One thing that has worked wonders for us on spacing/moving without the ball is a drill we call "1-2." It kind of evolved in the following way: In the first game, everyone was yelling for the kids to move without the ball - but that's WAY too ambiguous for 6 years olds. Move where? So, in the next practice, I found four spots on the floor - the post blocks under the basket, and 2 spots out near the wing, where two lines on the court intersect. One kid stood on each of the four spots. I asked them to count to 2 and run to the next spot - all rotating in the same direction (at this age, our league doesn't allow screens/picks anyway.) As you can imagine, each kid counted at a different rate - ran at a different speed, etc --they were quickly running over each other. We changed it so that the man with the ball could yell "1-2!" and everyone on the court moved. At first, we did it without a ball on the court at all (coach yelling 1-2), then we added keeping your eye on the man with the ball and keeping your hands ready (coach had the ball at first and passed it in now and then) - finally, we let the kids take turns yelling "1-2!" and passing it in.
It was fantastic - 1: the kids moved without the ball 2: they kept good spacing by using the spots on the floor 3: there was no ambiguity - they knew where to move and moved with purpose 4: whoever brought the ball up felt empowered - that the team moved on his command
The other coaches thought we were running plays with 6 year olds! "1-2" really just became a buzzword for move to your spots!
Sorry for the long post - or if some of the terminology is off. I've gotten so much out of this site I thought I'd share something age specific that worked for me!
Yea I have not tried that before. I know lots of coaches (including me at times) will use spots on the floor to teach offensive spacing. I saw Bob Huggins use spots when teaching is 5 out offense. However I'm not sure I would have them go to a new spot unless that was a piece of your offense.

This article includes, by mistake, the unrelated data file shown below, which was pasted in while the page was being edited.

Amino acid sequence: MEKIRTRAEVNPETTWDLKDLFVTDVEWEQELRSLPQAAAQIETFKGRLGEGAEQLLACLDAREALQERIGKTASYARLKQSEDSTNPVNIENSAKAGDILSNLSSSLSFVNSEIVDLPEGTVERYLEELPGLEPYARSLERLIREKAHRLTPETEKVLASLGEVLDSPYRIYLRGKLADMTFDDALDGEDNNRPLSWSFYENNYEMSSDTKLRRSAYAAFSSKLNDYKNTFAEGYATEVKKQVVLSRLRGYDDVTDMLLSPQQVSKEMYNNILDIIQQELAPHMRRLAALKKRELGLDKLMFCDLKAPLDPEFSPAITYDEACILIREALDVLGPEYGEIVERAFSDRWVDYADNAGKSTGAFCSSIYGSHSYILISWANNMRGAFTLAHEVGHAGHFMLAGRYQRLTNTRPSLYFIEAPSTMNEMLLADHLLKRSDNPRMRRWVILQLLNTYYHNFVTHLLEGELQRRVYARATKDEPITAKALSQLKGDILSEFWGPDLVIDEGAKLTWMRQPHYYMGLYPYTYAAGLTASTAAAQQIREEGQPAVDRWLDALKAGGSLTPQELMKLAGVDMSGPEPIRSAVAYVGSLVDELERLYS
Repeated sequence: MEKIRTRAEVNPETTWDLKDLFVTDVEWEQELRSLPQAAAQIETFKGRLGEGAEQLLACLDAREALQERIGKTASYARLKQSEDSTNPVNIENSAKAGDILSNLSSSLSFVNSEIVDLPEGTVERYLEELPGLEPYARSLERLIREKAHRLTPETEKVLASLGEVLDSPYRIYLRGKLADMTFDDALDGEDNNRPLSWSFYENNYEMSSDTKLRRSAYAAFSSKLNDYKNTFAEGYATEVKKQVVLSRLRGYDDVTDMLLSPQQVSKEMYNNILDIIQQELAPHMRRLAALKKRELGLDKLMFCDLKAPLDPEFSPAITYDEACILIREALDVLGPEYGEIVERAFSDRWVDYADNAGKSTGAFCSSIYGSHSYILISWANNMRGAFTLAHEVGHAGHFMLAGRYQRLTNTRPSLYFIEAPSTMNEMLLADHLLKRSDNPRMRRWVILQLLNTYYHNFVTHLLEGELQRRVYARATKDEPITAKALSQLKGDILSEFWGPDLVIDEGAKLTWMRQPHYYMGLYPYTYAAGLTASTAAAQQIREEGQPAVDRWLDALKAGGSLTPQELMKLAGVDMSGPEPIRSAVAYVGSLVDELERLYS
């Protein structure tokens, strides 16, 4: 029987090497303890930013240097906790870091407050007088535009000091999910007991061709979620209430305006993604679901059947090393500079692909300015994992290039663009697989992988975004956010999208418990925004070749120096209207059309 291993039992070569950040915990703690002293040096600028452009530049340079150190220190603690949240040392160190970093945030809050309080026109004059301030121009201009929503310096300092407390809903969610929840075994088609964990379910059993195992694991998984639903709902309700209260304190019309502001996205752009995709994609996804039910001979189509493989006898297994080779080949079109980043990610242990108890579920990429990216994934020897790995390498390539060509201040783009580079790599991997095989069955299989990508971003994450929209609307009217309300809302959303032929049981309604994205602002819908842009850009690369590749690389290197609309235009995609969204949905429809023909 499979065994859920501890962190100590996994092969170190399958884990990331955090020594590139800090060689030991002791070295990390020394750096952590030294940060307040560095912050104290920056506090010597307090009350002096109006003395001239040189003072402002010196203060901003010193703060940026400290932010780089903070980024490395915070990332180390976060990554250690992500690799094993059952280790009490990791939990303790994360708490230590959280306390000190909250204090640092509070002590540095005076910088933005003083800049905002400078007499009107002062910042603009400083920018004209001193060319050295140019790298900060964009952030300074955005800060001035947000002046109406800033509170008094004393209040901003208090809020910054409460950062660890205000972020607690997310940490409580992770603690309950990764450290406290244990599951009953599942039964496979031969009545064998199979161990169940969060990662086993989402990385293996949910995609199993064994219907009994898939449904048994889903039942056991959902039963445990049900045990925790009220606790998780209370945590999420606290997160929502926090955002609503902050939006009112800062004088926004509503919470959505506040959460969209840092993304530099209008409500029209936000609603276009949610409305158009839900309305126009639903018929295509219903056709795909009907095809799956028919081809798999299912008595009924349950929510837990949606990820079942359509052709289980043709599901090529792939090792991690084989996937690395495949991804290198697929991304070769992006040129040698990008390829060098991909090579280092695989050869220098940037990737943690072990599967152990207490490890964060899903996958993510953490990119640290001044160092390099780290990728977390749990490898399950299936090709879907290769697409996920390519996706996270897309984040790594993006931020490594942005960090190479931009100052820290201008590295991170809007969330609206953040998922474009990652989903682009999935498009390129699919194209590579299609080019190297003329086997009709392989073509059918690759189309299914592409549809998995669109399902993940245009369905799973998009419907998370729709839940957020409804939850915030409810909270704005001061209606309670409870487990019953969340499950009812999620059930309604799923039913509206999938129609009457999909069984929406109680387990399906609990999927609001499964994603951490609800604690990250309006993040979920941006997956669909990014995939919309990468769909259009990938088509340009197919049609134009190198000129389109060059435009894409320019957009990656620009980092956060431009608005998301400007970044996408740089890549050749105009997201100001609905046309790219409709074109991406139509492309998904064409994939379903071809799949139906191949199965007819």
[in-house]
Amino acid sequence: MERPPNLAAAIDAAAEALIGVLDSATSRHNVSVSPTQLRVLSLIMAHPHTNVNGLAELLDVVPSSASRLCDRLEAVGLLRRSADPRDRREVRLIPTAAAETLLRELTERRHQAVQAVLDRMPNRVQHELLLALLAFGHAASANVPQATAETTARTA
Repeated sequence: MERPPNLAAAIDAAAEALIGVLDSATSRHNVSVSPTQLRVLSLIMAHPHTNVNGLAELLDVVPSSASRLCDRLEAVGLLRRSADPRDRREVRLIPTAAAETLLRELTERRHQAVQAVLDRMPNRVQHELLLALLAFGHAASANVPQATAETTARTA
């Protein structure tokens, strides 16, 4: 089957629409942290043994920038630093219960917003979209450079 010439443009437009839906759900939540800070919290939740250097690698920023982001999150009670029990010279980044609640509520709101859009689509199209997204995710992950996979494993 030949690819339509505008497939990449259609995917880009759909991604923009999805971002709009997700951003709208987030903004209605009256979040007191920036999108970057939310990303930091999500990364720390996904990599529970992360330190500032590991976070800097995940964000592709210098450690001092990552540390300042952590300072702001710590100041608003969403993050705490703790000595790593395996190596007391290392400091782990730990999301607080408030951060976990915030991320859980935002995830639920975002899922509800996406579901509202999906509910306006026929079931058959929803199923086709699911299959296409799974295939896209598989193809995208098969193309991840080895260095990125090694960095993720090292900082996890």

Yep - I've learned a lot since this post, but remember - back then I was working with SIX year old's. Most of this site is geared towards 10 and up.
I know for a fact a few of the kids from that team are still playing for park districts, travel programs, or starting in HS feeder programs. I don't for a second pretend it was a direct result of a coach they had at 6 years old - but, they learned a very basic, short term tactic (not just "running around.") They learned to keep their eye on whoever has the ball and their hands in a ready position. They got a sense of court vision/spacing (even though, yes - it was fabricated.) And last, they had some fun and some success in the VERY short term.
I'd argue - for six year old's (not sixth GRADERS) - this does constitute learning some VERY basic fundamentals.
If I was doing this with 8 or 10 year old's - I'd ask someone to smack me in the head.
Conversely, if I could teach a group of 6 year old's with varying athletic ability and attention spans a 5 out motion offense -- with one hour a week practice.......well, I would deserve some sort of award!
What I do like about this site is the age appropriate listings for players as they advance through!
Sorry, I meant string dribble spacing. Here's an example...
Player with ball at top of key. Player without ball at right wing. Player with ball dribbles at wing. Wing player quickly cuts to fix the spacing. In this situation, we have the wing player back cut to the basket and receive a pass for lay up.
You can put players in almost any position to work on moving as the ball is dribbled (wing, corner, low post, high post, etc).